13 March, 2002

Quietness before the bubbles

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Alain compares Chardonnay from Vertus, one wine has gone through a malolactic fermentation, the other one has not.

The new wine is ready. Vintage 2006. Even the year will only be visible on very few vintage champagne bottles, when ready to sell in a few years.

So far the first fermentation is through. It has taken place after the harvest and the pressing of the grapes, and now the quiet or still wine is ready in vats or even casks here and there.

The wine has gone through a number of processes - some times chaptalisation and/or malolactic fermentation to remove some of the natural acidity and always a number of filtrations to remove impurities in the wine. The result is a number of different base wines. They are the building stones, a champagne is made of. (More thoroughly description of the processes here).

Uniting the base wines
The building of the champagne is a proces called assemblage. The idea of it is to mix a number of base wines and add yeast and sugar, transfer everything to the champagne bottle and let it all ferment once more. This is when the bubbles are made. The proces is called the prise de mousse.

Before though you taste your different base wines to get to know them and understand how they may be combined to reach the wanted result after the second fermentation and maturation. Big houses have people emplyed with education and talent for this job. Smaller places can hire experts or manage with their own experience.

The idea is that the same type of champagne must taste the same year after year. Since years are not the same, different base wines will be mixed to arrive at the wanted result. Little winegrowers typically has less base wines to mix, and therefore their champagnes will vary more with the individual years.

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Michel taps the Chardonnay wine that has gone through the malolactic fermentation directly from the steel vat.

Wines of the cousin
The other day we visited a cousin of Alain's. She is so far away on a branch of the family tree, that I am not sure of the correct designation of the relation. In Danish it definitely doesn't exist. But in Champagne your near family is much bigger, so we are related with this cousin and her husband, who grow vines in Vertus in the Côte des Blancs.

We were invited to taste their bases wines - vins clairs - a number of Chardonnay-wines of different vintages and with and without the malolactic fermentation, that begins automatically when the temperature in the vat passes a certain number of degrees. During the malolactic fermentation bacteria transform malic acid to lactic acid, which results in a less marked but also remarkable less acid base wine.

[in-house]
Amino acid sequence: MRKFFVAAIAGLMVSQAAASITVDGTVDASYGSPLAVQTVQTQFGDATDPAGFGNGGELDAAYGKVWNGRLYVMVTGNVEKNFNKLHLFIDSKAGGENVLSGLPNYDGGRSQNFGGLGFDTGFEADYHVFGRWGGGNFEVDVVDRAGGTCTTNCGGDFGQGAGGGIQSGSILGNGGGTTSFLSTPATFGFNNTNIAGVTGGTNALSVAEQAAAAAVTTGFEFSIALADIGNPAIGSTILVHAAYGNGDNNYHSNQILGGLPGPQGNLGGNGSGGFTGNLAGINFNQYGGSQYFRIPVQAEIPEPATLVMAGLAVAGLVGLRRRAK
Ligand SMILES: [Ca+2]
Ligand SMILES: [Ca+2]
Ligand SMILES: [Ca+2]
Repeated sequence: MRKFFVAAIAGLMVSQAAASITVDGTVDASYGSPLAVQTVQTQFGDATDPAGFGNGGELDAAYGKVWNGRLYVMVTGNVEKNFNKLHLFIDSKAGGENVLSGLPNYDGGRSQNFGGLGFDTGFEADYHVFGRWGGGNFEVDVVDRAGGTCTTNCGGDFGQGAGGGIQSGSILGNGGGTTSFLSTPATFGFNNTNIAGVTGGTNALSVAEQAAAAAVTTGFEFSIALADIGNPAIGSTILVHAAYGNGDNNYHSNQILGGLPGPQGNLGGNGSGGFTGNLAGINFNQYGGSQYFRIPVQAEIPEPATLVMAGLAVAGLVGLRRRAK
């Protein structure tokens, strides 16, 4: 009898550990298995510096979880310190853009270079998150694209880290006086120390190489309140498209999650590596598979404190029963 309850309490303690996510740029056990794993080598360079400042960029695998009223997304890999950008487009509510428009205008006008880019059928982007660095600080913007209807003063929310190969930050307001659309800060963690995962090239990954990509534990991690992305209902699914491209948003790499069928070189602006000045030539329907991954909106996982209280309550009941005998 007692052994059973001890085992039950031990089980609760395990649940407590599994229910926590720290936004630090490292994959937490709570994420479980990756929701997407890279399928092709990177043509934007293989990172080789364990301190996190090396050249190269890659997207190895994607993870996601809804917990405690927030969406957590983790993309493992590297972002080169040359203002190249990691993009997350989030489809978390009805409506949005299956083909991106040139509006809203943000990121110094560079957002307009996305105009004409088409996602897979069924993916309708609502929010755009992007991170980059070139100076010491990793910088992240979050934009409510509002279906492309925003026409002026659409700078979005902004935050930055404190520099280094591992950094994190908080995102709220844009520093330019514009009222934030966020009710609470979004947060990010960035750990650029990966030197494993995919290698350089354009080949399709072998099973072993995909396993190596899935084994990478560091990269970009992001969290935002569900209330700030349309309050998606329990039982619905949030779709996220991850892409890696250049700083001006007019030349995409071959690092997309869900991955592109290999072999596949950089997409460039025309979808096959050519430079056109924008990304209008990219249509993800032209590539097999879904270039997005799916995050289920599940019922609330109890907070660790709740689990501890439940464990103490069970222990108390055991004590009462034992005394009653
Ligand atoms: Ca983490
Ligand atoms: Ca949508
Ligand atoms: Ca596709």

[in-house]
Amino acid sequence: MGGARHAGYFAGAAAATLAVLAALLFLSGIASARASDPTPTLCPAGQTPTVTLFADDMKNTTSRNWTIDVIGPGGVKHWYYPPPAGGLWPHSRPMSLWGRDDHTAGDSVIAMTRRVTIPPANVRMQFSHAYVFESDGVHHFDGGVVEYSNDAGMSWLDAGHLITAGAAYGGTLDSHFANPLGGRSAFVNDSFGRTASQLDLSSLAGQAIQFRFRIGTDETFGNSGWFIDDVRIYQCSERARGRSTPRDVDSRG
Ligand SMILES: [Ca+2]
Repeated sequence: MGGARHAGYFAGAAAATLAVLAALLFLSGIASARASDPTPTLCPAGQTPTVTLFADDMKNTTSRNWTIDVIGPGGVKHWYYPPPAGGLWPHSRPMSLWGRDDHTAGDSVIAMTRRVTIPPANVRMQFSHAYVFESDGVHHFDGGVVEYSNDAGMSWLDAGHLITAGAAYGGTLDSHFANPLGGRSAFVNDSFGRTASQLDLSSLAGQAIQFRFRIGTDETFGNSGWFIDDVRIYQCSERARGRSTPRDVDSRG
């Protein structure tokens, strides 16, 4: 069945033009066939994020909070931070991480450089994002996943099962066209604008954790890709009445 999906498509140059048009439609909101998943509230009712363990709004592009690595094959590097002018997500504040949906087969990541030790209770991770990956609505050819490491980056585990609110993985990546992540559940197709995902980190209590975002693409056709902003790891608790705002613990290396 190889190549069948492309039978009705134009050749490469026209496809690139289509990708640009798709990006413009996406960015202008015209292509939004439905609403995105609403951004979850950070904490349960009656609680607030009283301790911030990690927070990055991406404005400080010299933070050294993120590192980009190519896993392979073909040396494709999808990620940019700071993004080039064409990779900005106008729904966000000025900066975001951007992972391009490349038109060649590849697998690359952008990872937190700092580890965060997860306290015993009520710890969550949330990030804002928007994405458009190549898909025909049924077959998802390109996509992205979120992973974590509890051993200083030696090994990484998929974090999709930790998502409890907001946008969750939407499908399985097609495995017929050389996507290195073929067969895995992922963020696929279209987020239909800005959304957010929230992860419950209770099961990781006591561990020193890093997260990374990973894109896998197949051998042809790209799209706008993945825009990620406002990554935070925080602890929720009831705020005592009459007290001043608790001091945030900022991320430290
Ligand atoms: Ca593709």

The risk is to loose too many of the more exciting tastes of the wine. The high acidity also makes it possible for a champagne to mature nicely, and it contributes to its natural freshness. Therefore it is an act of balance to dose the usage of the malocatic fermentation correctly.

It was evident, how the white wine without the malolactic fermentation attacked the palate straight forward, whereas the other was much less acid and also sort of less interesting. The corresponding base wine from 2005 had clearly developped a greater balance during the time it had spend in the vat, which 2006 undoubtly will do as well.

Redwine for rosé
The couple grow a bit of Pinot Noir-grapes too, that are used to produce a red wine of a surprising pretty and deep red colour. They use it for pink champagne.

To make a pink champagne you add red wine to your general assemblage of base wines. If the red wine has enough colour, your result will be rosé champagne. If the red wine is not great, your rosé will be too pale or even worse get a brownish colour.

In Champagne, very far north when it comes to vines, it can be difficult to mature the red grapes enough to reach a pretty red wine. But 2006 was a great year for Pinot Noir, and this one certainly proved that you can achieve a splendid result if you nurse your red wine as it should be. In Champagne the energy is normally put into the champagne, that also demands a lot of work.

However, a champagne is a product that must please all senses, the eyes as well, so if you want to sell rosé, you've got to make a decent coloured red wine. This is how you can create a rosé champagne of a colour so pretty, that your customers will accept to pay you more for your extra work to make it.

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The cave of the family, where the champagnisation takes place, and where the bottles later mature until they are ready to be sold. At the moment the family sells bottles from 2004.

På dansk

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